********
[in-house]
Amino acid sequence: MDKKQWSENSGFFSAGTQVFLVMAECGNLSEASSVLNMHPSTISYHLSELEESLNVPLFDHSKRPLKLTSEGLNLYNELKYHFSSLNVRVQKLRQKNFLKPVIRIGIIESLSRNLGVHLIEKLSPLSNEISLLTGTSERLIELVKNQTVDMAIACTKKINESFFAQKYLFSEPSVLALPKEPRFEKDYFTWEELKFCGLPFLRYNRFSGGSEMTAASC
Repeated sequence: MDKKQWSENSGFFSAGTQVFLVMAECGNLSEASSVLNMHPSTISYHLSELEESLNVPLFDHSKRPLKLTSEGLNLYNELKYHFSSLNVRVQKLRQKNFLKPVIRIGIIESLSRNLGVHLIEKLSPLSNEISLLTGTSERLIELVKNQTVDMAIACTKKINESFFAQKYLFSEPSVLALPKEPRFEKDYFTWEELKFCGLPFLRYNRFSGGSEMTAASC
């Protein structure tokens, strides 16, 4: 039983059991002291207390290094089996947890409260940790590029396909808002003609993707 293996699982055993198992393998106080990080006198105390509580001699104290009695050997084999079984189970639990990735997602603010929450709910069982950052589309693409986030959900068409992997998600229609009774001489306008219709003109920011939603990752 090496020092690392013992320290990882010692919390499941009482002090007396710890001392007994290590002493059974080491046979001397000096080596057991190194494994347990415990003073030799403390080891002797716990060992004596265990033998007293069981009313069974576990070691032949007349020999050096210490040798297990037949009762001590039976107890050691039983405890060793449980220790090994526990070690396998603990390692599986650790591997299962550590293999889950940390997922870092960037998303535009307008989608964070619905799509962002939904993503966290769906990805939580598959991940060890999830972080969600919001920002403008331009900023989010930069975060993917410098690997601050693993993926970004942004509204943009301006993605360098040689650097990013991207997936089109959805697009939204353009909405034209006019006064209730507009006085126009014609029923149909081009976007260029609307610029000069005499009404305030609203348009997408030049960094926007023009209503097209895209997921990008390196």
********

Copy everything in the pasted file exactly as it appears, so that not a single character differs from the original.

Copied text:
[in-house]
Amino acid sequence: MDKKQWSENSGFFSAGTQVFLVMAECGNLSEASSVLNMHPSTISYHLSELEESLNVPLFDHSKRPLKLTSEGLNLYNELKYHFSSLNVRVQKLRQKNFLKPVIRIGIIESLSRNLGVHLIEKLSPLSNEISLLTGTSERLIELVKNQTVDMAIACTKKINESFFAQKYLFSEPSVLALPKEPRFEKDYFTWEELKFCGLPFLRYNRFSGGSEMTAASC
Repeated sequence: MDKKQWSENSGFFSAGTQVFLVMAECGNLSEASSVLNMHPSTISYHLSELEESLNVPLFDHSKRPLKLTSEGLNLYNELKYHFSSLNVRVQKLRQKNFLKPVIRIGIIESLSRNLGVHLIEKLSPLSNEISLLTGTSERLIELVKNQTVDMAIACTKKINESFFAQKYLFSEPSVLALPKEPRFEKDYFTWEELKFCGLPFLRYNRFSGGSEMTAASC
């Protein structure tokens, strides 16, 4: 039983059991002291207390290094089996947890409260940790590029396909808002003609993707 293996699982055993198992393998106080990080006198105390509580001699104290009695050997084999079984189970639990990735997602603010929450709910069982950052589309693409986030959900068409992997998600229609009774001489306008219709003109920011939603990752 090496020092690392013992320290990882010692919390499941009482002090007396710890001392007994290590002493059974080491046979001397000096080596057991190194494994347990415990003073030799403390080891002797716990060992004596265990033998007293069981009313069974576990070691032949007349020999050096210490040798297990037949009762001590039976107890050691039983405890060793449980220790090994526990070690396998603990390692599986650790591997299962550590293999889950940390997922870092960037998303535009307008989608964070619905799509962002939904993503966290769906990805939580598959991940060890999830972080969600919001920002403008331009900023989010930069975060993917410098690997601050693993993926970004942004509204943009301006993605360098040689650097990013991207997936089109959805697009939204353009909405034209006019006064209730507009006085126009014609029923149909081009976007260029609307610029000069005499009404305030609203348009997408030049960094926007023009209503097209895209997921990008390196």